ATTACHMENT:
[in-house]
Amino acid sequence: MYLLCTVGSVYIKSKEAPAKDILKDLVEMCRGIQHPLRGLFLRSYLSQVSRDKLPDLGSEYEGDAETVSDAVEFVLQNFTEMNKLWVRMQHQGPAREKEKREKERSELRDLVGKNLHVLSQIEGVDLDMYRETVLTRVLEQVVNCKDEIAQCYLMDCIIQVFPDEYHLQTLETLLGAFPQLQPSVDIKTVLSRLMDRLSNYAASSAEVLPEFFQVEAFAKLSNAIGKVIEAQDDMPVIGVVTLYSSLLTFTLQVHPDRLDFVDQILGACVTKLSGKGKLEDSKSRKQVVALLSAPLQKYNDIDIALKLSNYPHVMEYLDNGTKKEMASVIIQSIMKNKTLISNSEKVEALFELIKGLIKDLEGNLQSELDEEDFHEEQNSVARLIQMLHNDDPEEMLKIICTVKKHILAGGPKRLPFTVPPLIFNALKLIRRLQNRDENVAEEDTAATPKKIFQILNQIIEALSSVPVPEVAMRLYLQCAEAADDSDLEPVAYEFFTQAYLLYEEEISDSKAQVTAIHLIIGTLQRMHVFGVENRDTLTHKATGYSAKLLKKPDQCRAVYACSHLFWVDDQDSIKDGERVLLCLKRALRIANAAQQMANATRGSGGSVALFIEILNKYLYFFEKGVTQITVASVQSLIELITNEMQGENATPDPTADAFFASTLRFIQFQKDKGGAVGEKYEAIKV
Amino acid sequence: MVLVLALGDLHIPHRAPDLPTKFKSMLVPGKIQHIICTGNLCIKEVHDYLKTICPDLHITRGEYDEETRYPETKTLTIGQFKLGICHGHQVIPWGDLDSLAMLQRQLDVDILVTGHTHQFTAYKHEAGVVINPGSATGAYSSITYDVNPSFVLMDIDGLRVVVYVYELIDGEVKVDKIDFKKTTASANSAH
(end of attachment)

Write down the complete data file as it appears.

[in-house]
Amino acid sequence: MYLLCTVGSVYIKSKEAPAKDILKDLVEMCRGIQHPLRGLFLRSYLSQVSRDKLPDLGSEYEGDAETVSDAVEFVLQNFTEMNKLWVRMQHQGPAREKEKREKERSELRDLVGKNLHVLSQIEGVDLDMYRETVLTRVLEQVVNCKDEIAQCYLMDCIIQVFPDEYHLQTLETLLGAFPQLQPSVDIKTVLSRLMDRLSNYAASSAEVLPEFFQVEAFAKLSNAIGKVIEAQDDMPVIGVVTLYSSLLTFTLQVHPDRLDFVDQILGACVTKLSGKGKLEDSKSRKQVVALLSAPLQKYNDIDIALKLSNYPHVMEYLDNGTKKEMASVIIQSIMKNKTLISNSEKVEALFELIKGLIKDLEGNLQSELDEEDFHEEQNSVARLIQMLHNDDPEEMLKIICTVKKHILAGGPKRLPFTVPPLIFNALKLIRRLQNRDENVAEEDTAATPKKIFQILNQIIEALSSVPVPEVAMRLYLQCAEAADDSDLEPVAYEFFTQAYLLYEEEISDSKAQVTAIHLIIGTLQRMHVFGVENRDTLTHKATGYSAKLLKKPDQCRAVYACSHLFWVDDQDSIKDGERVLLCLKRALRIANAAQQMANATRGSGGSVALFIEILNKYLYFFEKGVTQITVASVQSLIELITNEMQGENATPDPTADAFFASTLRFIQFQKDKGGAVGEKYEAIKV
Amino acid sequence: MVLVLALGDLHIPHRAPDLPTKFKSMLVPGKIQHIICTGNLCIKEVHDYLKTICPDLHITRGEYDEETRYPETKTLTIGQFKLGICHGHQVIPWGDLDSLAMLQRQLDVDILVTGHTHQFTAYKHEAGVVINPGSATGAYSSITYDVNPSFVLMDIDGLRVVVYVYELIDGEVKVDKIDFKKTTASANSAH